Last Sunday afternoon, the heavens opened and the rain came down — much needed rain, actually. It came as quite a surprise to the hundreds of tourists in the vicinity of the Sydney Opera House and Circular Quay. Five minutes before I took this photo, you could not have seen 10 feet in front of you, let alone all the way to end. Everyone is cowering behind those columns to the left, jammed together as tightly as pencils as in a box. I did feel rather smug with my showerproof jacket and umbrella. Walking along this east side of Circular Quay is usually immensely frustrating, trying to dodge and weave around strollers and families and tour groups; for once, though, I could walk at will!
I’ve had a number of “tasting flights” over the years — wine, beer, whiskey, port — but never one featuring hot chocolate. From left to right: chili (too fiery for my taste), standard (good), gingerbread (excellent). From The Gingerbread House in Katoomba, Blue Mountains (west of Sydney). I’d just spent 1.5 hours walking in the ceaseless rain and 15 degrees C, and these hot chocolates were wonderfully warming — as was the heater I sat beside. 😉
“Eternity” — the word was found on the pavements of Sydney for 30 years, handwritten in chalk. This was decades before I moved to Sydney in 1999, by which time the graffito and the man responsible for it had become embedded in the city’s psyche. You can read about Arthur Stace and his graffito here.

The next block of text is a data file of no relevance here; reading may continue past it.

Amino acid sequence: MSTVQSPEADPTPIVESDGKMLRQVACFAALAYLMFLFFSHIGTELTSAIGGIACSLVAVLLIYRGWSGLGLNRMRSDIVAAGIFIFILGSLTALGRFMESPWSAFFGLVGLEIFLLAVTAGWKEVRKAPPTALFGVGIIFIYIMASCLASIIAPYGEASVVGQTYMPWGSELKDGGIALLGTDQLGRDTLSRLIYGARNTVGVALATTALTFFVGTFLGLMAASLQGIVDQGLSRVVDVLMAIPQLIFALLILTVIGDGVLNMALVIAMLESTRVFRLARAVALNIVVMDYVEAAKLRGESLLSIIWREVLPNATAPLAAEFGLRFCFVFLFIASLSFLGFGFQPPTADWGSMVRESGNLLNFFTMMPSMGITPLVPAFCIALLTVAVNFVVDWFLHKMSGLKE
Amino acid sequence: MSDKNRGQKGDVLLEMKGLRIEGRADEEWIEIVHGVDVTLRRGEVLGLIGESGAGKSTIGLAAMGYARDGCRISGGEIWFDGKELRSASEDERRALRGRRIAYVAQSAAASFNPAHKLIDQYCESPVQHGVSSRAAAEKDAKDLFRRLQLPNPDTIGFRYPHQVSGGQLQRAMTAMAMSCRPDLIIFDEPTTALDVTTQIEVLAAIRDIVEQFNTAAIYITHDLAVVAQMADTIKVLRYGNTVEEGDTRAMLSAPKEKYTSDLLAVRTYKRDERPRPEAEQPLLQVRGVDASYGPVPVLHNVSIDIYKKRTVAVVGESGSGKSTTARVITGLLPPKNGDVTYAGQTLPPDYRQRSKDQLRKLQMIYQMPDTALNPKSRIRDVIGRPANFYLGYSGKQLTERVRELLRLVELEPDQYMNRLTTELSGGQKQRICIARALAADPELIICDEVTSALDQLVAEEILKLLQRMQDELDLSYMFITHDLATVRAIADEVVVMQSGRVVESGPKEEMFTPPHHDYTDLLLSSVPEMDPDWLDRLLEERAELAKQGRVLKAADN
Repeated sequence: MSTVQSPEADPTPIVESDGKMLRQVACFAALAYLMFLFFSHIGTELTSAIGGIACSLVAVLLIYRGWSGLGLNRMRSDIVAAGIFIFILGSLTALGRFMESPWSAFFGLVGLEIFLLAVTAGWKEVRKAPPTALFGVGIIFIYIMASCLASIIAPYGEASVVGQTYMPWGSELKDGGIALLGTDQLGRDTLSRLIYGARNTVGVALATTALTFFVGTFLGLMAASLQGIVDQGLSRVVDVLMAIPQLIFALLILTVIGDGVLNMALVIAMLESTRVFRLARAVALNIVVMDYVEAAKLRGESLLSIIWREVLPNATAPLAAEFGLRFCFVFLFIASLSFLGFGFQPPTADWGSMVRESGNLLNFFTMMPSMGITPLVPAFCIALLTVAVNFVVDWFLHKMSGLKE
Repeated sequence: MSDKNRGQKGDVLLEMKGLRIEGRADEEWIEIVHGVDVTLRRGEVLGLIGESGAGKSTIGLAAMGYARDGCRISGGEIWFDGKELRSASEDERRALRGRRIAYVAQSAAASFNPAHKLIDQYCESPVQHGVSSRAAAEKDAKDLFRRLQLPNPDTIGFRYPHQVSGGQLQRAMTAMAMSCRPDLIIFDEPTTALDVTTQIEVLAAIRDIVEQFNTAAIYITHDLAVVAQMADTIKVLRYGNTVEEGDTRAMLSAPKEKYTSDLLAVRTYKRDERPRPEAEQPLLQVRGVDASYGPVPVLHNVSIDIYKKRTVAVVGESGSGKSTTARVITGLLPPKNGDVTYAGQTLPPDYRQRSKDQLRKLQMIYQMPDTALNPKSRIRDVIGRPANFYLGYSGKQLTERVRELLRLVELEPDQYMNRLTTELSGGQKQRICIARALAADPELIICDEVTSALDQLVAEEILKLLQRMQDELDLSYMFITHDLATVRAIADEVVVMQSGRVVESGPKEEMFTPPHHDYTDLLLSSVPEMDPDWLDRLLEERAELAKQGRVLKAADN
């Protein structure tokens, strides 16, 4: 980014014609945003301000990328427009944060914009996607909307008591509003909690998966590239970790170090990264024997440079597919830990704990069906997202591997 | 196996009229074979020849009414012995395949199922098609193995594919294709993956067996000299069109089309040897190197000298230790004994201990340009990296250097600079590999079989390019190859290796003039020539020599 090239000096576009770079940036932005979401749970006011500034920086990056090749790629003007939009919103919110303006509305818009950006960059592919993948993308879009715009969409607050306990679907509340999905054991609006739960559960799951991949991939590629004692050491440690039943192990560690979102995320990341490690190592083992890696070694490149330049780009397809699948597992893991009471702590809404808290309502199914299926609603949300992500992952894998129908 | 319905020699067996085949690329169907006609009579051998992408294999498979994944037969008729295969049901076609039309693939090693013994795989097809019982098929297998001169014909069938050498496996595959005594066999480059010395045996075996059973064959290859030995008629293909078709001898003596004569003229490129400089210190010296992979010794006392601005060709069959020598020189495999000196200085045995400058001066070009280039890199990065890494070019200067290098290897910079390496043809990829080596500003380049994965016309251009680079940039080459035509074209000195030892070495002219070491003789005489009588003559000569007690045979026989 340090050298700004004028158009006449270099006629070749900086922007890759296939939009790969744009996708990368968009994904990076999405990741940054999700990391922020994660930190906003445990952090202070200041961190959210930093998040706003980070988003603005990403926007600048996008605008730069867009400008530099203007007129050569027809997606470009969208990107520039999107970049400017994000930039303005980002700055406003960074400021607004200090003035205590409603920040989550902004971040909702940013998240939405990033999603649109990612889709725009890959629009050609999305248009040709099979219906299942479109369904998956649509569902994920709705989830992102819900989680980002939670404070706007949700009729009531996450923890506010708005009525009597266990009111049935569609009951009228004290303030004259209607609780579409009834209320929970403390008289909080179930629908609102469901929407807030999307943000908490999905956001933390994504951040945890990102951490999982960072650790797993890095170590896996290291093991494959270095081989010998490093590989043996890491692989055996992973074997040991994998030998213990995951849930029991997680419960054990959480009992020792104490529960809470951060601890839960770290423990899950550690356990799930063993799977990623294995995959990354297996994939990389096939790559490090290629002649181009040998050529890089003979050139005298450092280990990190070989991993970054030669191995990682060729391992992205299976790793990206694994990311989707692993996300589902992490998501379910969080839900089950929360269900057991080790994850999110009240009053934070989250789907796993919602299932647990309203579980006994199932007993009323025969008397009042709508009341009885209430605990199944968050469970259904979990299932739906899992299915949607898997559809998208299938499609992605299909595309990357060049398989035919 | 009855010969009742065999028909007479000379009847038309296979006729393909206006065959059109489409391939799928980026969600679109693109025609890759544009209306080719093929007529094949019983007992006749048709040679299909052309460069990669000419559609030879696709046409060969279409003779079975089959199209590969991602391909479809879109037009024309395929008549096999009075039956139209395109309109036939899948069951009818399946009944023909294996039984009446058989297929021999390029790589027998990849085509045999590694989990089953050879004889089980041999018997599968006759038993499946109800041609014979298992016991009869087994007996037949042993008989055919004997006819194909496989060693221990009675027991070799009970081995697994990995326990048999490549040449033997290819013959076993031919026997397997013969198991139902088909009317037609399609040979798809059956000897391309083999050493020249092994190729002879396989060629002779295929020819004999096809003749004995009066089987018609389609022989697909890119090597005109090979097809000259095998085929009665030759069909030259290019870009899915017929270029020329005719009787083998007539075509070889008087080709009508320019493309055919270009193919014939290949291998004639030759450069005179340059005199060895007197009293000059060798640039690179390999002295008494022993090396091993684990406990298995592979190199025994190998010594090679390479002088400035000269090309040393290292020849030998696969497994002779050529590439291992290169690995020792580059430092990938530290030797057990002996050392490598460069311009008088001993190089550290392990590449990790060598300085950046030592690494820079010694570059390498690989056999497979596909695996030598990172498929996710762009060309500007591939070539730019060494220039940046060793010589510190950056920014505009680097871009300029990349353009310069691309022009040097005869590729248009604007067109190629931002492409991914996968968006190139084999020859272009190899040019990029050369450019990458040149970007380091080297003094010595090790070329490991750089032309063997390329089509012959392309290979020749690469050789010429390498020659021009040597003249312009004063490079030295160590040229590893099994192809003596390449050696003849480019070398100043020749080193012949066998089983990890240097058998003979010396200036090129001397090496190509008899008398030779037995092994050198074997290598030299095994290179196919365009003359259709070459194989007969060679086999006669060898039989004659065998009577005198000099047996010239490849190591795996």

The photo above was taken at Central Station a couple of weeks ago. I was there for the steam trains and noticed that the food court area, which has been closed for years, had finally re-opened. But what a difference! Gone are all the ugly 20th century fake walls and ceilings and now we have the original Victorian glory of the rooms. In the original booking hall there’s now a sleek bar and grill — named Eternity, and featuring Stace’s famous script as its logo.
The photo below is truly awful quality and I apologise for that (scan of a poor print) but it shows “Eternity” in use again. On the eve of the millennium, when Sydney put on a show to exceed all other new year’s eve shows, the last of the fireworks fell to the harbour’s water — and “Eternity” appeared on the bridge, shining through the smoke.
When I moved to London for the first time, in 1989, the crypt at St Martin in the Fields, Trafalgar Square, was one of the first places I went, and often. The food at the cafe was cheap, you could nurse a coffee for hours, the surroundings simply oozed history, it was quiet and serene, and there was the added thrill of walking over dead people. Well, walking over old, worn, carved stone panels in the floor memorialising dead people, anyway.
During the 15 years I lived in London, I returned many times, often in conjunction with a concert in the church above (in 1991, I attended the concert to celebrate the church’s new organ, “in the presence of HRH The Princess of Wales”, the ticket words it; as I recall, we had an encore singing of “Jerusalem” at Diana’s request).
The crypt has changed over those years, less a hidden gem now and more another tick on the tourists’ bucket list, but the history and the architecture is still there — as is the thrill of walking over dead people.
If you’re curious about the church: It is dedicated to Saint Martin of Tours. There has been a church on the site since the medieval period. The present building was constructed in a Neoclassical design by James Gibbs in 1722–1726. (source)